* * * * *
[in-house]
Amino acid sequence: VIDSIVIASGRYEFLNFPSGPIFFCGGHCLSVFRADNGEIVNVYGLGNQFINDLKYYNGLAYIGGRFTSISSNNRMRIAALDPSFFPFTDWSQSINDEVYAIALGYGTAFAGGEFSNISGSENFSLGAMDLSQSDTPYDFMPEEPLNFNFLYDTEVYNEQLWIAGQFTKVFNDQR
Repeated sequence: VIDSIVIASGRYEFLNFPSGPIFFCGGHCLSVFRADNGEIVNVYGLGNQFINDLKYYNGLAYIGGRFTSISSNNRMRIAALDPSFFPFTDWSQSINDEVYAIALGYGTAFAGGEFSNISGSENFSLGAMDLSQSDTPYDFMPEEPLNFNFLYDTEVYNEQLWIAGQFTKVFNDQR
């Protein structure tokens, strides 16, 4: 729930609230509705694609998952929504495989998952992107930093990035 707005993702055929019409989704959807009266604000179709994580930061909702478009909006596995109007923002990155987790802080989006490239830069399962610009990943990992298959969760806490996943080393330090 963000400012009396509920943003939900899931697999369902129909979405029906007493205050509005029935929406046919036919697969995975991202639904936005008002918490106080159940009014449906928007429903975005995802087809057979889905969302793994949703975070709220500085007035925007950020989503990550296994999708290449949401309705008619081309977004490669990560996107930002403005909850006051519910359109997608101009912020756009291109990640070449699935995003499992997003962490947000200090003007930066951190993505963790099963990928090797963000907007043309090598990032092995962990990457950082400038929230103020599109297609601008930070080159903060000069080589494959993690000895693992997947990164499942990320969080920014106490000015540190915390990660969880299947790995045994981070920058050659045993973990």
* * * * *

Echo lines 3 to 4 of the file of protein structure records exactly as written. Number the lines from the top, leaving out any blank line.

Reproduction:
Repeated sequence: VIDSIVIASGRYEFLNFPSGPIFFCGGHCLSVFRADNGEIVNVYGLGNQFINDLKYYNGLAYIGGRFTSISSNNRMRIAALDPSFFPFTDWSQSINDEVYAIALGYGTAFAGGEFSNISGSENFSLGAMDLSQSDTPYDFMPEEPLNFNFLYDTEVYNEQLWIAGQFTKVFNDQR
């Protein structure tokens, strides 16, 4: 729930609230509705694609998952929504495989998952992107930093990035 707005993702055929019409989704959807009266604000179709994580930061909702478009909006596995109007923002990155987790802080989006490239830069399962610009990943990992298959969760806490996943080393330090 963000400012009396509920943003939900899931697999369902129909979405029906007493205050509005029935929406046919036919697969995975991202639904936005008002918490106080159940009014449906928007429903975005995802087809057979889905969302793994949703975070709220500085007035925007950020989503990550296994999708290449949401309705008619081309977004490669990560996107930002403005909850006051519910359109997608101009912020756009291109990640070449699935995003499992997003962490947000200090003007930066951190993505963790099963990928090797963000907007043309090598990032092995962990990457950082400038929230103020599109297609601008930070080159903060000069080589494959993690000895693992997947990164499942990320969080920014106490000015540190915390990660969880299947790995045994981070920058050659045993973990």